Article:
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Lucky Boy

Review

Lucky Boy

Solimar Castro-Valdez is barely more than a girl when she finally gathers up enough courage (and enough money) to make the crossing from her native Oaxaca province in Mexico to the United States. Her harrowing journey brings her nightmarish fear and danger, but also her first love, a fearless young man, Checo, who protects not only Soli but also their other traveling companions, just as much as he possibly can. Soli loves Checo, even after the two are abruptly separated on the trip, so when Soli arrives in Oakland, California and discovers she’s pregnant, she welcomes this connection to a man she may never see again.

Soli starts to make her way in the US, landing a steady housekeeping job with a sympathetic couple, the Cassidys, and beginning to save money for her future. After her son Ignacio is born, the Cassidys even allow Soli to continue working with her small son in tow. But when a simple mistake initiates a cascading series of events that result in Soli’s arrest and detention for being an undocumented immigrant, she is separated from her son.

"LUCKY BOY effectively puts human faces on an issue that is often discussed solely in broad, general terms."

Enter the Reddys, Kavya and Rishi. They have been trying for years to conceive a child of their own, and despite Rishi’s hesitations, Kavya has convinced her husband to try adoption. When she spots Ignacio at a foster home, she is immediately drawn to the small boy, who soon becomes the center of her life. The Berkeley couple (she’s a chef, he’s an air-quality engineer at a Silicon Valley company) knows as well as anyone that happiness can be ephemeral. They live in one of the most beautiful places in the world, but know that an earthquake could destroy it in an instant. Can they overcome hesitation and love Iggy fully, even when they know they could lose him? And, if Soli is in a position to retrieve her child again, who has the greater claim on this young boy?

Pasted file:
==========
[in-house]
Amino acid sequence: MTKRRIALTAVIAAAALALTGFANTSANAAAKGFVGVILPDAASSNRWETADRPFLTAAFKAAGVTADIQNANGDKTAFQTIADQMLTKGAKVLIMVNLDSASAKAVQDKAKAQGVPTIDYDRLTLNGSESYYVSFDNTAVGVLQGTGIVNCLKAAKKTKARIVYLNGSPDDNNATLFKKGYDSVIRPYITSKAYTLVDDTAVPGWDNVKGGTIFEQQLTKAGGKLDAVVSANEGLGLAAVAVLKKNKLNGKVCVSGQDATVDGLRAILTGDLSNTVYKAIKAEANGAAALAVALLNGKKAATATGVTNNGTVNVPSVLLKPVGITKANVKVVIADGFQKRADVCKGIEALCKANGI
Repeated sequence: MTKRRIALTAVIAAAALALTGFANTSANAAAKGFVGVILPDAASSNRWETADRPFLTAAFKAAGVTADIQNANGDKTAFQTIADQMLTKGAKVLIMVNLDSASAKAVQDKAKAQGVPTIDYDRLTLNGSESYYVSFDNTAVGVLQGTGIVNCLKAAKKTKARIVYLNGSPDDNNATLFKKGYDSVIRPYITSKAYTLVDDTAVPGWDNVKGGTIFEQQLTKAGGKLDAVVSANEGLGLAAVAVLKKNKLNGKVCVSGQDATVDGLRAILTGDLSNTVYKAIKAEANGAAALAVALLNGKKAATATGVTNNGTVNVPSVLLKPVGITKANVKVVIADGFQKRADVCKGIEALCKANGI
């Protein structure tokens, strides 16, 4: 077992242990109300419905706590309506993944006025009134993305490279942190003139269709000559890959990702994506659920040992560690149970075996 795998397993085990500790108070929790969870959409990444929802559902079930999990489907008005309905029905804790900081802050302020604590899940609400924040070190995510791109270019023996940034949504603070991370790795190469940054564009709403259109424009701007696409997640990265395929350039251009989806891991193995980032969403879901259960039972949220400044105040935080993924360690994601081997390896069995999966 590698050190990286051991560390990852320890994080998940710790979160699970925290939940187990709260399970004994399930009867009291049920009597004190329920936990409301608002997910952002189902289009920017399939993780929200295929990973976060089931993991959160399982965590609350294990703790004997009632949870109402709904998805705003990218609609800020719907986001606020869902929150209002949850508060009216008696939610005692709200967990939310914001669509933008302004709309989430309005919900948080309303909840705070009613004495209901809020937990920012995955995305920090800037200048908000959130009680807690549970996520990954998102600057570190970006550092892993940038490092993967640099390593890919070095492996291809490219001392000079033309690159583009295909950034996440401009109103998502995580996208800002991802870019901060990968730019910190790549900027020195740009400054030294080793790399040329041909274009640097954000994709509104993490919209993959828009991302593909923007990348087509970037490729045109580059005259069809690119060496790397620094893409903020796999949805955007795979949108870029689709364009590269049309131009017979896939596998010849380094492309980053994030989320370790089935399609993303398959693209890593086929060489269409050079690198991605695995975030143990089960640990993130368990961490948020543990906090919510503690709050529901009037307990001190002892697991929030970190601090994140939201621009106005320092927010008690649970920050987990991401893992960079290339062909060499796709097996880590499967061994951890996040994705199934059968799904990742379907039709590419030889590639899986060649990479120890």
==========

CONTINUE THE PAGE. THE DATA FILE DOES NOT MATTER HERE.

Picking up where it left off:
Shanthi Sekaran’s novel is divided into two parts: the first is titled “Soli” and the second “Kavya.” The two women’s perspectives, however, alternate throughout the novel; at times, the narrative turns away from one of them for several chapters, but it always returns to both their stories. The result of this technique is that Sekaran effectively builds readers’ sympathy for both women, and she sensitively and compellingly builds each of their cases to be called “Mama” by Ignacio. Soli is robbed of her child by an immigration system that is deeply flawed, even broken. Meanwhile, Kavya is prepared to provide Iggy not only with the relative safety and advantages of an American childhood, but also with genuine love.

The novel’s expansive scope and thoughtful exploration of these issues are deeply engrossing for readers. When, then, a final crisis perpetuates a brisk, even hasty, conclusion, the result can feel a little jarring. This abrupt denouement, as well as the ethically complicated circumstances leading to it, will likely result in some spirited conversations in book groups and elsewhere. LUCKY BOY effectively puts human faces on an issue that is often discussed solely in broad, general terms.

Reviewed by Norah Piehl on January 13, 2017

Lucky Boy
by Shanthi Sekaran

  • Publication Date: January 10, 2017
  • Genres: Fiction
  • Hardcover: 480 pages
  • Publisher: G.P. Putnam's Sons
  • ISBN-10: 1101982241
  • ISBN-13: 9781101982242